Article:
It’s this intrinsic beauty and ‘moving’ momentum which makes ‘Horizons’ both a metalcore classic and Parkway Drive’s most complete album. Sure, ‘Killing With A Smile’ was solid and invigorating for its time; yes, ‘Deep Blue’ was gargantuan, raw and visceral; of course, ‘Atlas’ was polished and laser-focused; and no doubt ‘Ire’ was easily the band’s most ambitious and dynamic album to date. Yet despite these strong contenders, ‘Horizons’ just feels like Parkway Drive — more so than any other record of theirs. Whether this is a function of nostalgia, exceptional musical composition, or simply Parkway hitting their stride right when they did, is wholly inconsequential. There’s a damn good reason the band has sold out over three-quarters of the dates for their A Decade of Horizons national tour (with most of those being the original tour dates, and the shows which are still available — at the time of writing — being added due to overwhelming demand). As Pitcher notes to us:

I think ‘Horizons’ is automatically part of the Australian scene’s legacy because Parkway Drive released it… It reaffirmed that they can continue to write songs that people inside and outside the heavy music scene still listen to and resonate with to this day, and virtually selling out a ten-year anniversary tour essentially proves that.

Parkway Drive fans, both old and new, recognise that ‘Horizons’ is the definitive album for the band; it’s just quintessential Parkway. It has the best songs, the most crushing breakdowns, and the biggest sing-a-longs. All the aspects of the band which Watt described back in 2007 are there to be found: passion, energy, friendship, trust, and honesty, and it’s these attributes that a listener hears on ‘Horizons’; a record that’s one of the most complete, sincere and transcendent albums in the greater metalcore canon. Ten years on from its initial release, ‘Horizons’ has come to define Parkway Drive’s place within the global alternative music scene, and as one of Australia’s heaviest household names.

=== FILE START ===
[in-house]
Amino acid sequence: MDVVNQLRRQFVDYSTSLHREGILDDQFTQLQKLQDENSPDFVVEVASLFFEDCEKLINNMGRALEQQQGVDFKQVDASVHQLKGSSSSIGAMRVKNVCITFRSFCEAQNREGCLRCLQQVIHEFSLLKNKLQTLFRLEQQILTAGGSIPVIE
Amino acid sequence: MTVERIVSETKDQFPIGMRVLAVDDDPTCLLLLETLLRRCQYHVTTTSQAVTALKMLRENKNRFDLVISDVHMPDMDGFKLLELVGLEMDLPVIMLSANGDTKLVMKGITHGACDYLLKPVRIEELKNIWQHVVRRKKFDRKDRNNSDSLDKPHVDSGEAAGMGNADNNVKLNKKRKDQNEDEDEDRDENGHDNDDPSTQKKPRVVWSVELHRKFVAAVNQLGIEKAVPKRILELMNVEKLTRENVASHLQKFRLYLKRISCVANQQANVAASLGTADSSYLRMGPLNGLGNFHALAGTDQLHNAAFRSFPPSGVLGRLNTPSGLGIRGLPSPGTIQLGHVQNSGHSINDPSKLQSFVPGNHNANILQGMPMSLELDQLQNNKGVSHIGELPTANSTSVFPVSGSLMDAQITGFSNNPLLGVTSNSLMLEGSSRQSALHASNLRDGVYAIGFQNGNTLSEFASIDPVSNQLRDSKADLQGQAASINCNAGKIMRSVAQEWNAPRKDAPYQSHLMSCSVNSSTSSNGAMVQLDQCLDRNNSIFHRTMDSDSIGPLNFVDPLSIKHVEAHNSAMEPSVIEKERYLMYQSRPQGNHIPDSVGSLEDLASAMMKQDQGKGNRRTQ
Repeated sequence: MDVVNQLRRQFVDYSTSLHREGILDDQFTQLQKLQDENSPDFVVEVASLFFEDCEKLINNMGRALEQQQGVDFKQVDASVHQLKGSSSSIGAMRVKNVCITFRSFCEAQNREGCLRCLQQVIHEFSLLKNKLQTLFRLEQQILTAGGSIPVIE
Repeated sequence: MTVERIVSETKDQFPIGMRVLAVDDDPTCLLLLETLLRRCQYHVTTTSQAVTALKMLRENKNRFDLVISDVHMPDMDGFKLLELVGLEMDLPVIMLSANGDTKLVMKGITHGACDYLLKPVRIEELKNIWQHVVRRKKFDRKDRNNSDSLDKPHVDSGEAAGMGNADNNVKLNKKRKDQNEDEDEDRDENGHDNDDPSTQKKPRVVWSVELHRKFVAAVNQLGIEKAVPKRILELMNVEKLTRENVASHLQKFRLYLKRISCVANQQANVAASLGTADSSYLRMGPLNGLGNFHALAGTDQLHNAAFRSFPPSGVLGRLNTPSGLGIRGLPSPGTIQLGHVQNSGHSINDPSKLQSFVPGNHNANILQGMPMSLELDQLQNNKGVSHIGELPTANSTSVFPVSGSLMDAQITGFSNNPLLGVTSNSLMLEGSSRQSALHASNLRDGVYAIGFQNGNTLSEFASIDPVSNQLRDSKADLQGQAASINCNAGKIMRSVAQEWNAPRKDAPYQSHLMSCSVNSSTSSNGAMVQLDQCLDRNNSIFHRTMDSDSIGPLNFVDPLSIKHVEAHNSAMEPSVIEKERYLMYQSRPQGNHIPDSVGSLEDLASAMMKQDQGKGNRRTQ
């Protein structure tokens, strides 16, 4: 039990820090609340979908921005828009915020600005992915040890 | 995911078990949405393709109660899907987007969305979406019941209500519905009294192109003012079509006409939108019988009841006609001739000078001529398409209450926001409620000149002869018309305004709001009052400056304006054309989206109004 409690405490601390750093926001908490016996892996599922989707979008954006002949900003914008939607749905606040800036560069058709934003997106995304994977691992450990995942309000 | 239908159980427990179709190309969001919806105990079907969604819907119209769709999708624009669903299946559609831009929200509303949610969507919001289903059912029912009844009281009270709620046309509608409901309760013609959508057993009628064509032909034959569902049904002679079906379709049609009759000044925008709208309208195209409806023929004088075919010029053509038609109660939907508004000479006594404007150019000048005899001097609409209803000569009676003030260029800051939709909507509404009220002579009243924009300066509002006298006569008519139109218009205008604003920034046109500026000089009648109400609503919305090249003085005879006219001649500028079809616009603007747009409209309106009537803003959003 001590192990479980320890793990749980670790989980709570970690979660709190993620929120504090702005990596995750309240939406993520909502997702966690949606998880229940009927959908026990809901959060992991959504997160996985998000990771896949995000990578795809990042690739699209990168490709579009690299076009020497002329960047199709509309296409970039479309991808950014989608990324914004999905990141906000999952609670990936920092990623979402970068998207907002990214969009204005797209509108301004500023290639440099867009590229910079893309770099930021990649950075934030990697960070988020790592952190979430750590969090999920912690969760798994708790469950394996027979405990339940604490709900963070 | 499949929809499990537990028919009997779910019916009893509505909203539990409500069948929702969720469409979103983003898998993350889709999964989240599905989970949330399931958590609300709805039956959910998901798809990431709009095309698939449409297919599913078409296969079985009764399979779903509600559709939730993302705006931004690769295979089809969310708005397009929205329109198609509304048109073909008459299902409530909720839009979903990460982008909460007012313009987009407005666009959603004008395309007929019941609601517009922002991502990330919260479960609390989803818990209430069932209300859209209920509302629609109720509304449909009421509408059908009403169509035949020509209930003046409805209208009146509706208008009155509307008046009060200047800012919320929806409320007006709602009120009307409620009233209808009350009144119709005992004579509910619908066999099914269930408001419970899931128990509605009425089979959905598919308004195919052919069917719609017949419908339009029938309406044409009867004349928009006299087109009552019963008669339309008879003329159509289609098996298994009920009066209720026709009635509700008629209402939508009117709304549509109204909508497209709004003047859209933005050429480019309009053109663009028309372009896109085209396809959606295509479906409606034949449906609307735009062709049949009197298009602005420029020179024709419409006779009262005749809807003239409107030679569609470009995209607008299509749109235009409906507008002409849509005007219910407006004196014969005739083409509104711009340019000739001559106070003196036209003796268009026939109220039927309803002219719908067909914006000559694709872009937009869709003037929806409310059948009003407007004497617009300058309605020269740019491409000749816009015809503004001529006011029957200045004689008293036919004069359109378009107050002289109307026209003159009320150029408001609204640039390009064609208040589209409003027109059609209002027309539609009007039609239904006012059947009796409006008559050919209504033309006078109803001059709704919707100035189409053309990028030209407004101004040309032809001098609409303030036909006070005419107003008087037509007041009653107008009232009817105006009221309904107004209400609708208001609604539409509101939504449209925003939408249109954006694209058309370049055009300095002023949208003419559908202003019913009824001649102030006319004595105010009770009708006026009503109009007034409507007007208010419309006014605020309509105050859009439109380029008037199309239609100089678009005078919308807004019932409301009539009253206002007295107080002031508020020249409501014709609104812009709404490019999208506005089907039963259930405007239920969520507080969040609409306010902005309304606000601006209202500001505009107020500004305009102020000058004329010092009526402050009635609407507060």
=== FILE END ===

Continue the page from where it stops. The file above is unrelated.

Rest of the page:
And for that reason alone, it deserves to be celebrated.

Check out the dates for Parkway's upcoming celebratory 'Horizons' tour next month below and the full list of supports here















References, for those of you interested in just where the fuck I got all of those quotes from:

[1] Lochlan Watt and Winston McCall, “Parkway Drive”, Death Before Dishonour, Issue Seven (December 2007), 46-55.

[2] “Parkway Drive to release new album; tour”. Alternative Press (July 24 2007). https://www.altpress.com/index.php/news/entry/archive_2361. Retrieved 19 December 2017.

[3] “Australiancharts.com – Parkway Drive – Horizons”. Hung Medien. Retrieved 19 December 2017.

[4] Dan Slessor, “Parkway Drive - Deep Blue”. Alternative Press (June 29 2010). https://www.altpress.com/reviews/entry/deepblue. Retrieved 19 December 2017.

[5] “History - Winners By Award”. https://www.ariaawards.com.au/history/award/Best-Hard-Rock-Heavy-Metal-Album. Retrieved 19 December 2017.

[6] “Australian Independent Record Labels Association - Awards History”. https://www.air.org.au/awards/history. Retrieved 19 December 2017.

[7] Terry Bezer, “Parkway Drive – Atlas”. Metal Hammer (October 16 2012). http://teamrock.com/review/2012-10-16/parkway-drive-atlas. Retrieved 19 December 2017.

[8] Jaymz Clements, “Parkway Drive – Ire”. Rolling Stone Australia (September 23 2015). https://rollingstoneaus.com/reviews/post/parkway-drive-ire/2341. Retrieved 19 December 2017.

[9] Lou Reed, “Lou Reed Talks Kanye West’s Yeezus”. The Talkhouse (September 3 2014). http://www.talkhouse.com/lou-reed-of-the-velvet-underground-talks-kanye-wests-yeezus/. Retrieved 19 December 2017.